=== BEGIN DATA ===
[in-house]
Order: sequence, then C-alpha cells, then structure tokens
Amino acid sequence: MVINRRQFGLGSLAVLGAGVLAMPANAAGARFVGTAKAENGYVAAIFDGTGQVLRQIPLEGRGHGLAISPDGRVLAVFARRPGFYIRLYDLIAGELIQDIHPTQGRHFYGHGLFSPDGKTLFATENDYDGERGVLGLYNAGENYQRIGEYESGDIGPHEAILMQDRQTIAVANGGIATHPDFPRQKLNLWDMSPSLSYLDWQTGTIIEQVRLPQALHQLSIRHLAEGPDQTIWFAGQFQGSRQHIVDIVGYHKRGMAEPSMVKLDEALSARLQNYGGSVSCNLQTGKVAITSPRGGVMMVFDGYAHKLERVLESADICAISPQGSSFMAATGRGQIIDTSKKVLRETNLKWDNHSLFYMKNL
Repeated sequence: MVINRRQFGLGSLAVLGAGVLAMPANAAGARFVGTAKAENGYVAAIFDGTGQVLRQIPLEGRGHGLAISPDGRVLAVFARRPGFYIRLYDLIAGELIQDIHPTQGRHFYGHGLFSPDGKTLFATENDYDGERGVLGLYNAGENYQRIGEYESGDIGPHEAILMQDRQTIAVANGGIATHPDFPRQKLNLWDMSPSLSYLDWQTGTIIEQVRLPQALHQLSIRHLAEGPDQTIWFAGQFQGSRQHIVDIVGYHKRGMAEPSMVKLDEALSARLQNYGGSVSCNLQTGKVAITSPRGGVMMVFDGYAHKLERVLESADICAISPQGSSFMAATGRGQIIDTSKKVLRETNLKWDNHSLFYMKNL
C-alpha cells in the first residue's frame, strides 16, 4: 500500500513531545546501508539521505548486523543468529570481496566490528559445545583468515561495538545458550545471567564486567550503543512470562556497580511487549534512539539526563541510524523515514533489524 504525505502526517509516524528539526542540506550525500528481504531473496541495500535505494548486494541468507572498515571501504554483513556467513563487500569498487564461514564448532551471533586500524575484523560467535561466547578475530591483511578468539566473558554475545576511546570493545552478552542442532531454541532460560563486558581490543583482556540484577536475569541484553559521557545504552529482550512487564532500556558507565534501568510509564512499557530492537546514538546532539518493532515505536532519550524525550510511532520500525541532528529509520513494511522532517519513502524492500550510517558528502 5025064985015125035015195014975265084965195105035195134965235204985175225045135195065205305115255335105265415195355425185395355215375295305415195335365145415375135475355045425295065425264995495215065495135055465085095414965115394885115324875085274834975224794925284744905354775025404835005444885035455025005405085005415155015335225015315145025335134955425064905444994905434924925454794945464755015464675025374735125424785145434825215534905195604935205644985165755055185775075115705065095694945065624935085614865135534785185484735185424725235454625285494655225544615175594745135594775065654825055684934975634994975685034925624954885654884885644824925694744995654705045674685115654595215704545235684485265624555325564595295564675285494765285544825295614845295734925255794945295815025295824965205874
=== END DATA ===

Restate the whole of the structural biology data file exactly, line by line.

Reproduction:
[in-house]
Order: sequence, then C-alpha cells, then structure tokens
Amino acid sequence: MVINRRQFGLGSLAVLGAGVLAMPANAAGARFVGTAKAENGYVAAIFDGTGQVLRQIPLEGRGHGLAISPDGRVLAVFARRPGFYIRLYDLIAGELIQDIHPTQGRHFYGHGLFSPDGKTLFATENDYDGERGVLGLYNAGENYQRIGEYESGDIGPHEAILMQDRQTIAVANGGIATHPDFPRQKLNLWDMSPSLSYLDWQTGTIIEQVRLPQALHQLSIRHLAEGPDQTIWFAGQFQGSRQHIVDIVGYHKRGMAEPSMVKLDEALSARLQNYGGSVSCNLQTGKVAITSPRGGVMMVFDGYAHKLERVLESADICAISPQGSSFMAATGRGQIIDTSKKVLRETNLKWDNHSLFYMKNL
Repeated sequence: MVINRRQFGLGSLAVLGAGVLAMPANAAGARFVGTAKAENGYVAAIFDGTGQVLRQIPLEGRGHGLAISPDGRVLAVFARRPGFYIRLYDLIAGELIQDIHPTQGRHFYGHGLFSPDGKTLFATENDYDGERGVLGLYNAGENYQRIGEYESGDIGPHEAILMQDRQTIAVANGGIATHPDFPRQKLNLWDMSPSLSYLDWQTGTIIEQVRLPQALHQLSIRHLAEGPDQTIWFAGQFQGSRQHIVDIVGYHKRGMAEPSMVKLDEALSARLQNYGGSVSCNLQTGKVAITSPRGGVMMVFDGYAHKLERVLESADICAISPQGSSFMAATGRGQIIDTSKKVLRETNLKWDNHSLFYMKNL
C-alpha cells in the first residue's frame, strides 16, 4: 500500500513531545546501508539521505548486523543468529570481496566490528559445545583468515561495538545458550545471567564486567550503543512470562556497580511487549534512539539526563541510524523515514533489524 504525505502526517509516524528539526542540506550525500528481504531473496541495500535505494548486494541468507572498515571501504554483513556467513563487500569498487564461514564448532551471533586500524575484523560467535561466547578475530591483511578468539566473558554475545576511546570493545552478552542442532531454541532460560563486558581490543583482556540484577536475569541484553559521557545504552529482550512487564532500556558507565534501568510509564512499557530492537546514538546532539518493532515505536532519550524525550510511532520500525541532528529509520513494511522532517519513502524492500550510517558528502 5025064985015125035015195014975265084965195105035195134965235204985175225045135195065205305115255335105265415195355425185395355215375295305415195335365145415375135475355045425295065425264995495215065495135055465085095414965115394885115324875085274834975224794925284744905354775025404835005444885035455025005405085005415155015335225015315145025335134955425064905444994905434924925454794945464755015464675025374735125424785145434825215534905195604935205644985165755055185775075115705065095694945065624935085614865135534785185484735185424725235454625285494655225544615175594745135594775065654825055684934975634994975685034925624954885654884885644824925694744995654705045674685115654595215704545235684485265624555325564595295564675285494765285544825295614845295734925255794945295815025295824965205874